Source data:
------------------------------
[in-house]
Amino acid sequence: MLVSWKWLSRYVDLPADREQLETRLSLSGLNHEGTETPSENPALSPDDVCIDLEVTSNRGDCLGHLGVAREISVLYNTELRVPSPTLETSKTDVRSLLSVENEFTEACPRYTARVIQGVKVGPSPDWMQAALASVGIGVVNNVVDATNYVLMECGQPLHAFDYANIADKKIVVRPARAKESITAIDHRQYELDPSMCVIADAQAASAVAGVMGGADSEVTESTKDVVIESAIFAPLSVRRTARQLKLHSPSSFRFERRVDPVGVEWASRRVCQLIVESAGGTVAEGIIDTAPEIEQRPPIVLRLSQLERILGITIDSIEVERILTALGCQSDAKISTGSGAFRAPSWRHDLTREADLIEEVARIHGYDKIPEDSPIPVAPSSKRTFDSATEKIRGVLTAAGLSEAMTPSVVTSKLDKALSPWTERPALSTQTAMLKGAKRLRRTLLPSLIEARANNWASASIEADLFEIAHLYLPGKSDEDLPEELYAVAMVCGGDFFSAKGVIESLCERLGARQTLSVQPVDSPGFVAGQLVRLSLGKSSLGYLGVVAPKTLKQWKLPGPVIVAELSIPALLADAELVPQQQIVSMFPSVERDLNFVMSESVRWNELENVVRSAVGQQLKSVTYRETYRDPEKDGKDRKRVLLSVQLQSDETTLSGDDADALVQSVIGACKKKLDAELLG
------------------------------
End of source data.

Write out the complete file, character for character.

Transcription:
[in-house]
Amino acid sequence: MLVSWKWLSRYVDLPADREQLETRLSLSGLNHEGTETPSENPALSPDDVCIDLEVTSNRGDCLGHLGVAREISVLYNTELRVPSPTLETSKTDVRSLLSVENEFTEACPRYTARVIQGVKVGPSPDWMQAALASVGIGVVNNVVDATNYVLMECGQPLHAFDYANIADKKIVVRPARAKESITAIDHRQYELDPSMCVIADAQAASAVAGVMGGADSEVTESTKDVVIESAIFAPLSVRRTARQLKLHSPSSFRFERRVDPVGVEWASRRVCQLIVESAGGTVAEGIIDTAPEIEQRPPIVLRLSQLERILGITIDSIEVERILTALGCQSDAKISTGSGAFRAPSWRHDLTREADLIEEVARIHGYDKIPEDSPIPVAPSSKRTFDSATEKIRGVLTAAGLSEAMTPSVVTSKLDKALSPWTERPALSTQTAMLKGAKRLRRTLLPSLIEARANNWASASIEADLFEIAHLYLPGKSDEDLPEELYAVAMVCGGDFFSAKGVIESLCERLGARQTLSVQPVDSPGFVAGQLVRLSLGKSSLGYLGVVAPKTLKQWKLPGPVIVAELSIPALLADAELVPQQQIVSMFPSVERDLNFVMSESVRWNELENVVRSAVGQQLKSVTYRETYRDPEKDGKDRKRVLLSVQLQSDETTLSGDDADALVQSVIGACKKKLDAELLG